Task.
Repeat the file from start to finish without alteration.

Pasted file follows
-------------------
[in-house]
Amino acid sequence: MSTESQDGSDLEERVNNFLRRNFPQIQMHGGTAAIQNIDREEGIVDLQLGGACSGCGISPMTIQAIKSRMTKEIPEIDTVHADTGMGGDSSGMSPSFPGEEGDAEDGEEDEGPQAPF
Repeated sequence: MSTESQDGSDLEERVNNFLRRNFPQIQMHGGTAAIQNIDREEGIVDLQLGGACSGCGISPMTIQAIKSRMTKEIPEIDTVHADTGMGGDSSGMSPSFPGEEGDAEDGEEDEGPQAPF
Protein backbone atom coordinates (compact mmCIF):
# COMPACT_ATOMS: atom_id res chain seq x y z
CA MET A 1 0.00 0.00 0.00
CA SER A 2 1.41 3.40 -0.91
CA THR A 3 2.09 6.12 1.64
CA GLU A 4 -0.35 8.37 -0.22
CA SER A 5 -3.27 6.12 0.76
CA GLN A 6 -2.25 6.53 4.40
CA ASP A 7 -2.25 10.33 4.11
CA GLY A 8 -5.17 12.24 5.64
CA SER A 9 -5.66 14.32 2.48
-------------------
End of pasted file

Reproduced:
[in-house]
Amino acid sequence: MSTESQDGSDLEERVNNFLRRNFPQIQMHGGTAAIQNIDREEGIVDLQLGGACSGCGISPMTIQAIKSRMTKEIPEIDTVHADTGMGGDSSGMSPSFPGEEGDAEDGEEDEGPQAPF
Repeated sequence: MSTESQDGSDLEERVNNFLRRNFPQIQMHGGTAAIQNIDREEGIVDLQLGGACSGCGISPMTIQAIKSRMTKEIPEIDTVHADTGMGGDSSGMSPSFPGEEGDAEDGEEDEGPQAPF
Protein backbone atom coordinates (compact mmCIF):
# COMPACT_ATOMS: atom_id res chain seq x y z
CA MET A 1 0.00 0.00 0.00
CA SER A 2 1.41 3.40 -0.91
CA THR A 3 2.09 6.12 1.64
CA GLU A 4 -0.35 8.37 -0.22
CA SER A 5 -3.27 6.12 0.76
CA GLN A 6 -2.25 6.53 4.40
CA ASP A 7 -2.25 10.33 4.11
CA GLY A 8 -5.17 12.24 5.64
CA SER A 9 -5.66 14.32 2.48